Then I came home and talked baby talk and passed out treats to Rescue Kevin who always greets my car like I've been gone a month. And poured a glass of cheap, red wine and stuck a pot pie of the cheap variety in the oven that is the kind my sister and I always flipped upside down and ate, the kind (and my friend Rachel C. agrees with me) is the perfect comfort food. And I built a fire and sent out a reminder for our phone conference Phone Booth class in the am and read Facebook friend Will Maguire's post - "Sometimes I go about in pity for myself, and all the while a great wind is bearing me across the sky. ~ Ojibway Indian Proverb
And I thought - Yes, and Amen, Will.
Today - with all my to-dos and behinds and loves and worries - a great wind is bearing me across the sky. And I am so very, very thankful.
Peace to you and all you love tonight from my small corner of the world.
Today I was missing camping but for certain in my neck of the woods it's too cold for camping. There will be a fire in the fireplace tonight but not a fire ring. I've been following Kaya McLaren's daily walk through cancer and her raw, vulnerable letters on facebook. I thought if there was anything I could send her it would be a warm Summer evening where we all camped together, sat around a perfect fire ring, a just right kind of fire so you can see the smiling faces of your friends above the flames on the other side. That kind of perfect evening of drinking some fine wine or herbal tea, sharing stories heartfelt and funny, watching the sky for shooting stars as the fireflies climb higher and higher into the trees before morning light. That's what I'd give her right now if I could. I love the sharing of stories. it's the best kind of medicine.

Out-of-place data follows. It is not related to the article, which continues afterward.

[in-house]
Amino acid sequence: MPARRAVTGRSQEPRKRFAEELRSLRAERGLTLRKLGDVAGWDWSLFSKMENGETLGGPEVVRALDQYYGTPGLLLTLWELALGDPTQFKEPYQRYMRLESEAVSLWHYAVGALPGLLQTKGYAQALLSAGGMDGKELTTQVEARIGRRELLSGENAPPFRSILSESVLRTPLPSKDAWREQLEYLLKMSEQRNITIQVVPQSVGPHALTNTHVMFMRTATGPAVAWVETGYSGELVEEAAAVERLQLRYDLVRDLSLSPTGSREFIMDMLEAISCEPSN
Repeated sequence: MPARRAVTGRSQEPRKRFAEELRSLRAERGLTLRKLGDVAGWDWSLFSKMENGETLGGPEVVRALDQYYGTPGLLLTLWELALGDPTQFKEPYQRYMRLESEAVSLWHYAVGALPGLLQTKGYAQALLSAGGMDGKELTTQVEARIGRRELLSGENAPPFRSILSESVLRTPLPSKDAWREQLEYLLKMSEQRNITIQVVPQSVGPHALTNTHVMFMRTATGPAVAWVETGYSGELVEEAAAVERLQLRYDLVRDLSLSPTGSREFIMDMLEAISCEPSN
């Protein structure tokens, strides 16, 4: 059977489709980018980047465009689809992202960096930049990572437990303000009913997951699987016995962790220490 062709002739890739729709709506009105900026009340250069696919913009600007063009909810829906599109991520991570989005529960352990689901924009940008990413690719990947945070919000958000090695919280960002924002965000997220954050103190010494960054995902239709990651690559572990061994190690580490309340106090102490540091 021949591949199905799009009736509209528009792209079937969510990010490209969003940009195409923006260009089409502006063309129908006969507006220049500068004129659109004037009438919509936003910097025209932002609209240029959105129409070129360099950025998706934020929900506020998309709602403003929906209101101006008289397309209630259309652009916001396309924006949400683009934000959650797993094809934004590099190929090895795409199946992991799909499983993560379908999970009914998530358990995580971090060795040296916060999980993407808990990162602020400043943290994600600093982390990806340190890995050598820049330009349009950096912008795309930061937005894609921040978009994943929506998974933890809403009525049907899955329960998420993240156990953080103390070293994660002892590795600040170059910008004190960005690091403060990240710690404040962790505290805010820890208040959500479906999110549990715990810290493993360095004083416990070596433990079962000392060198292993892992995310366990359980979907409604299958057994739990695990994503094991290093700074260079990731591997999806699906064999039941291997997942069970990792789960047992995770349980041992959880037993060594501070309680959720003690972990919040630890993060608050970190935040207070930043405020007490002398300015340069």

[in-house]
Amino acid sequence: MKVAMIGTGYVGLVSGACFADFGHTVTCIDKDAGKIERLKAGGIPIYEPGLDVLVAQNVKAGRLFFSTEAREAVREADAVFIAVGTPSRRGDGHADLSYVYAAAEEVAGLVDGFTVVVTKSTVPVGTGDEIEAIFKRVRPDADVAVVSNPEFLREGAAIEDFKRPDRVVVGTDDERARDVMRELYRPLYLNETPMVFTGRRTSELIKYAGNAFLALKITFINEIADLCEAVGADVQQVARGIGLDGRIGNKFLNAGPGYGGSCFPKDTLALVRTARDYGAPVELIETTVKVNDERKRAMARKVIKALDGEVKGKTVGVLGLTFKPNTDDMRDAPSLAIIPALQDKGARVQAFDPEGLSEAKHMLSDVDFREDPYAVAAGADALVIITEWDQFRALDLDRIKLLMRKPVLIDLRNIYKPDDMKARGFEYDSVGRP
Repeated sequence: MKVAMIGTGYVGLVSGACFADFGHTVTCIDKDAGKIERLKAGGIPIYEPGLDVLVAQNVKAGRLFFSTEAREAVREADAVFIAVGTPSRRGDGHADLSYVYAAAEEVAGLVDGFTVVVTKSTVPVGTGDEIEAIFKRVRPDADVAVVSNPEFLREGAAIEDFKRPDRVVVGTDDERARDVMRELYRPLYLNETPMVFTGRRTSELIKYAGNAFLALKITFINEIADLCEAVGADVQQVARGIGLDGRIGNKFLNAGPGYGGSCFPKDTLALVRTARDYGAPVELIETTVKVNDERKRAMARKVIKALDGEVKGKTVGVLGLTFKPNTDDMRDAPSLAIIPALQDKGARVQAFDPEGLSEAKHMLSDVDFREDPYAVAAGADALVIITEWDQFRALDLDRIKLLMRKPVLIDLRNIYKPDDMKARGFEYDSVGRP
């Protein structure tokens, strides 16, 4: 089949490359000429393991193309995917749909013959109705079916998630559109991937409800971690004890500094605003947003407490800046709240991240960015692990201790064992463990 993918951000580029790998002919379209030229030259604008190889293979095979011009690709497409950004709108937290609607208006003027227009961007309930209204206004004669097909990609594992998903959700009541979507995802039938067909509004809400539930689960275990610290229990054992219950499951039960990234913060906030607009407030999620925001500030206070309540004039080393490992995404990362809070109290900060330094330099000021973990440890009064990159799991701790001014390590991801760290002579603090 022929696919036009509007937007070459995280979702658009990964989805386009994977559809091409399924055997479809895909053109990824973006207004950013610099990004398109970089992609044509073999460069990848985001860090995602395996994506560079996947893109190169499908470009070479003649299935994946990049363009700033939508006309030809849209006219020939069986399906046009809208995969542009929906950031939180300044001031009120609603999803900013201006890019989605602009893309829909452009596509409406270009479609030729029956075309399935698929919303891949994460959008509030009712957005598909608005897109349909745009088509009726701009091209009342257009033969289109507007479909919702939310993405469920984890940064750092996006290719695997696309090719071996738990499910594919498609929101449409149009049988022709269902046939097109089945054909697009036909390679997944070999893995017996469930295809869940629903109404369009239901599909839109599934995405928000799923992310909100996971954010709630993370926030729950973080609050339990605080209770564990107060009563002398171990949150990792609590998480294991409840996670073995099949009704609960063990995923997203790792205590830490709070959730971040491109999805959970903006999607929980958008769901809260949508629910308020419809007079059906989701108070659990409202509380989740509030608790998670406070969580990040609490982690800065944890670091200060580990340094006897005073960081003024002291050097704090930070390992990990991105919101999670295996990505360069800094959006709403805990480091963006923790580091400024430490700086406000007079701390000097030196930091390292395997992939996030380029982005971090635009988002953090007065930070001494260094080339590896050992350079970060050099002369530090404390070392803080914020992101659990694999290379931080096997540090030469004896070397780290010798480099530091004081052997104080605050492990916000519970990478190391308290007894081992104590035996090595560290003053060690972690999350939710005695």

Sometimes people ask me if I still pray for strangers in the middle of watching Star Trek Discovery and going to see Star Wars and reading great mysteries such as, By Gaslight. Yesterday I wrapped two days of speaking at the Writing for Your Life conference. Nothing excites me more about writing stories but sharing stories about writing stories. Mine and those of my friends. It occurred to me that yesterday I mentioned the name of five author friends, talked about their books and their publishing stories, and even their upcoming titles that weren't out yet to watch for. (And now I'm suddenly looking out the window thinking - Gee - I'm a good friend :) ) ) But seriously - how blessed I am to be surrounded by people who write stories. I'll have to write more about my experiences with those attendees on my teaching page here on this website. But for the record. On that praying thing which I still do in the middle of my Star Trek, mystery loving heart. I do. Mostly. Differently. Sometimes and always.